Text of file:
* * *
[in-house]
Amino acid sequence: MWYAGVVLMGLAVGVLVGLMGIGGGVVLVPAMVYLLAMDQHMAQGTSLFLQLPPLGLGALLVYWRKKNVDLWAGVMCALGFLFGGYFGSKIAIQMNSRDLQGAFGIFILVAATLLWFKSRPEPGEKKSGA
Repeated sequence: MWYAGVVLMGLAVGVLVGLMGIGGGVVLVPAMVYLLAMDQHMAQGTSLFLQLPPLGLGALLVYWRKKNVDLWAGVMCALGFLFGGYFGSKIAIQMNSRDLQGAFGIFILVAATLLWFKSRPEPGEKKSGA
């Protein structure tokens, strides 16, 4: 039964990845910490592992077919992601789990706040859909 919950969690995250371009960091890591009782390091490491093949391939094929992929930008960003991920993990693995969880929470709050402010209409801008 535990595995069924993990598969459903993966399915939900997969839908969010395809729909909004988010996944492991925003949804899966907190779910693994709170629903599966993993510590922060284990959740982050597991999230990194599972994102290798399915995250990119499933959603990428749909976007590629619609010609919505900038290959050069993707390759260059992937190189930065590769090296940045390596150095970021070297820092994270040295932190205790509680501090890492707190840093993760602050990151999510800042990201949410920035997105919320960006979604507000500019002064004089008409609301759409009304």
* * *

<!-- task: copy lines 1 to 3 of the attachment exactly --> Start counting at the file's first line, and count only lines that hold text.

[in-house]
Amino acid sequence: MWYAGVVLMGLAVGVLVGLMGIGGGVVLVPAMVYLLAMDQHMAQGTSLFLQLPPLGLGALLVYWRKKNVDLWAGVMCALGFLFGGYFGSKIAIQMNSRDLQGAFGIFILVAATLLWFKSRPEPGEKKSGA
Repeated sequence: MWYAGVVLMGLAVGVLVGLMGIGGGVVLVPAMVYLLAMDQHMAQGTSLFLQLPPLGLGALLVYWRKKNVDLWAGVMCALGFLFGGYFGSKIAIQMNSRDLQGAFGIFILVAATLLWFKSRPEPGEKKSGA